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Home Loans in the UK

Owning a home is the most important dream of any person. It is one of the basic necessities of life as stated by Maslow in his 'Theory of Hierarchy of Needs'. People generally desire to have a home which not only gives them shelter, but also should be the expression of their artistic tastes, and an object of pride. Owning a home is a matter of spending of life's savings. For some- related to the high e-learning group, it is not a problem; but for others arranging financing for their dream home is a very critical decision, they ever take in their life. To enable people to realize there dream, financial institutions and banks offer home loans to people.

Home loans play a very important role in the lives of UK nationals. Every year there are borrowings worth billions of pounds by the UK nationals for home loans. Now days, home loans have become a necessary part of life as it is not essential that one has the necessary amount of money to finance his immediate requirement for purchasing home. One can avail home loans, after signing a document with a financial institution on a specified amount of money to go with the purchase with that borrowed money. Lenders and financial institutions keep the house or any other residential property as collateral. In the UK, home loans are offered by innumerable financial institutions at various APR. The amount of loan approved usually depends on the income and assets of the borrower and his capacity to pay back the loan.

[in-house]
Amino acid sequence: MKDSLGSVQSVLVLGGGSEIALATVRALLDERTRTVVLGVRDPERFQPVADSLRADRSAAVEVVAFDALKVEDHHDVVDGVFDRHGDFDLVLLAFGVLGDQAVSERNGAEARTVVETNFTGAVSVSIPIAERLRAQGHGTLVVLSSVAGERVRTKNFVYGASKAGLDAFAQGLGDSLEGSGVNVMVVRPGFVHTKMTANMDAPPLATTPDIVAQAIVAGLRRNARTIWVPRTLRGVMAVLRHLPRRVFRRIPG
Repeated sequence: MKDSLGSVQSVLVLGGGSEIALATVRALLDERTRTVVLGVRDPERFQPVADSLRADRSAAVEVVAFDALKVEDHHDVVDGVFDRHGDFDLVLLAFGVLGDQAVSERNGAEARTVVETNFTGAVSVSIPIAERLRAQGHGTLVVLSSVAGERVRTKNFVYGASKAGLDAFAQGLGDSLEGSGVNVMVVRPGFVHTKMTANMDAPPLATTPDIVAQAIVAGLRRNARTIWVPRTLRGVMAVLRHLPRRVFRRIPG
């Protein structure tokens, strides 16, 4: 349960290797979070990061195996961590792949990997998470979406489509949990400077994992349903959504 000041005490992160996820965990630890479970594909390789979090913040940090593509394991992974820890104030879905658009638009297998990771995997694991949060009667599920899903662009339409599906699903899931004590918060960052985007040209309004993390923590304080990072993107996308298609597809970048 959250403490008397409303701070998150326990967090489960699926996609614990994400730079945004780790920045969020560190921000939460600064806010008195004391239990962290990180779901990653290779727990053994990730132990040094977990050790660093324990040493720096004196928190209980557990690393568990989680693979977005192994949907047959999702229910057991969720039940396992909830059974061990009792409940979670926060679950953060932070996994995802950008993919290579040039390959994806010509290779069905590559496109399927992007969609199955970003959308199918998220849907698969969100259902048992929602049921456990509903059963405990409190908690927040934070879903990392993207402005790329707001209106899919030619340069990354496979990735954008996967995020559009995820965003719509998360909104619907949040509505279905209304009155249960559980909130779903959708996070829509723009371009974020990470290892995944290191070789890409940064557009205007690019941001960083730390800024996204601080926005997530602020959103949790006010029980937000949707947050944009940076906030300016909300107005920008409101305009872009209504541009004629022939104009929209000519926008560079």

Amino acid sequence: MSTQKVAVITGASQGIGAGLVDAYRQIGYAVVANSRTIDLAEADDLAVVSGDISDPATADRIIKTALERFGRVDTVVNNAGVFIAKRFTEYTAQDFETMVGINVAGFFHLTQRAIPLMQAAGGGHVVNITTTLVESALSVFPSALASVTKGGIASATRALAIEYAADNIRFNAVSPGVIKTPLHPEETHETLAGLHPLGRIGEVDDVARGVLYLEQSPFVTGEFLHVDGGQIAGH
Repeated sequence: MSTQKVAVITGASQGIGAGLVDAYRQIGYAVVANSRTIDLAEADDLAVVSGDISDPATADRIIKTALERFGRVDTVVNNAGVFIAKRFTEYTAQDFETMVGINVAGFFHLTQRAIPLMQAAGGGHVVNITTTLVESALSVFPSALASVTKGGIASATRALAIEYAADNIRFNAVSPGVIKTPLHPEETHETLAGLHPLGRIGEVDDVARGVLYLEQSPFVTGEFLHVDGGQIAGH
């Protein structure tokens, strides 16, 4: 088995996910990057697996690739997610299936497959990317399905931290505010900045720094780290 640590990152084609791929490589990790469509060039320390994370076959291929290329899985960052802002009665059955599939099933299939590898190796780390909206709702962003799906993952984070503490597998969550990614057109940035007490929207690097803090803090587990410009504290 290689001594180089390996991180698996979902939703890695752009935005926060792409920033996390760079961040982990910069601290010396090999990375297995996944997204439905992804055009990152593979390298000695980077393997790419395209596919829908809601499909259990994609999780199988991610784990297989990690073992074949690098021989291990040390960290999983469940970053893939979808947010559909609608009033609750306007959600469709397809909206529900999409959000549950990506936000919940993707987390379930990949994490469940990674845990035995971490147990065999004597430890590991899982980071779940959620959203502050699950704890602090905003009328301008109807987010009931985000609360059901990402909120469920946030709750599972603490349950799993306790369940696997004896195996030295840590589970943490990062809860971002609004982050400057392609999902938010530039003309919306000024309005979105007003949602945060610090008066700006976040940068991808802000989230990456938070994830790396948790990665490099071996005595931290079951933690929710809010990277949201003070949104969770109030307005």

In the UK, home loans offered are of two types:

Fixed rate home loan

Variable rate home loan